Welcome to save central park nyc
The mission of Save Central Park NYC is to mobilize the public to share their concern with elected officials about the impact of the proliferation of Megatowers on all sides (south, north, east and west) of Central Park. We need to halt the frenzied pace of new construction around the park pending adoption of zoning modifications and/or legislation that will benefit the city for generations to come.
This battle to save our parks and neighborhoods from overdevelopment must be fought at both the State and City levels.
Assembly Member Linda B. Rosenthal (A2128) and Senator Robert Jackson (S2016) have sponsored critical legislation that will positively impact development statewide by closing the most egregious loopholes including exorbitant mechanical voids, floor-to-ceiling heights and unenclosed outdoor spaces/stilts.
It is imperative that this legislation be passed this session!
To make this a reality it will take constituent support. Sign this petition now which will reach key decision makers in Albany.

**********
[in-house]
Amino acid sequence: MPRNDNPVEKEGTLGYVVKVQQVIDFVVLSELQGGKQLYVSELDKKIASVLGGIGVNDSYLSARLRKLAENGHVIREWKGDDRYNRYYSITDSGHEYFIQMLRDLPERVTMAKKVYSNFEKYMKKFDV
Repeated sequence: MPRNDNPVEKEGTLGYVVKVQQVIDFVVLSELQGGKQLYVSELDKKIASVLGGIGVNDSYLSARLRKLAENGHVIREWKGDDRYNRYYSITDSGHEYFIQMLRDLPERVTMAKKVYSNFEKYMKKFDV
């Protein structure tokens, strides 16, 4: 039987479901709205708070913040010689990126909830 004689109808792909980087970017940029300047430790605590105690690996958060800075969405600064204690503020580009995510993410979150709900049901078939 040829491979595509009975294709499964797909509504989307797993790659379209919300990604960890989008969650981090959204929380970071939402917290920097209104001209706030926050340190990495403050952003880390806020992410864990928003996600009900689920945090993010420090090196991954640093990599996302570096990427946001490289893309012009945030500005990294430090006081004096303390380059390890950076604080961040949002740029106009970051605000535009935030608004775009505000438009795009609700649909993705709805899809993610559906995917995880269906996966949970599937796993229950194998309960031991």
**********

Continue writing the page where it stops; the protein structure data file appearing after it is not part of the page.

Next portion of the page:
Advocacy Groups in Support of the Rosenthal/Jackson bill (A2128/S2016)
Carnegie Hill Neighbors
Central Park West Neighbors Association
The Chinatown Working Group (representing 46 groups)
The City Club
Community for Environmentally Sound Development
Committee to Protect Our Lenox Hill Neighborhood
East River Fifties Alliance (ERFA)
East River Park Action
Friends of South Street Seaport (FOSSS)
Friends of the Upper East Side
Greenwich Village Society for Historic Preservation
Harlem One Stop
Historic Districts Council
Human Scale NYC
Movement to Protect the People (Brooklyn) MTOPP
New York Landmarks Conservancy
Preserve Our Brooklyn Neighborhoods
Save Central Park NYC
Save Harlem Now
Stop REBNY Bullies
Stop Sunnyside Yards
Voice of Gowanus
West End Preservation Society
Western Queens Community Land Trust
West Harlem CPO
West 64th-67th Street Block Association
The June primaries will determine land use decisions for years to come. It's imperative that we elect a Mayor and Manhattan Borough President that will not sell out to Real Estate interests at the expense of NYC residents. We are stakeholders and we demand they protect our parks, neighborhoods, and open spaces!
Mayoral appointees like the City Planning Commissioner and the Board of Standards and Appeals (BSA) are an integral part of land use outcomes. The mayoral candidates must be challenged on which donors are funding their campaigns.
We've asked each of the six Manhattan Borough President candidates to clarify their positions. The following candidates have all said they will not accept donations from the real estate community: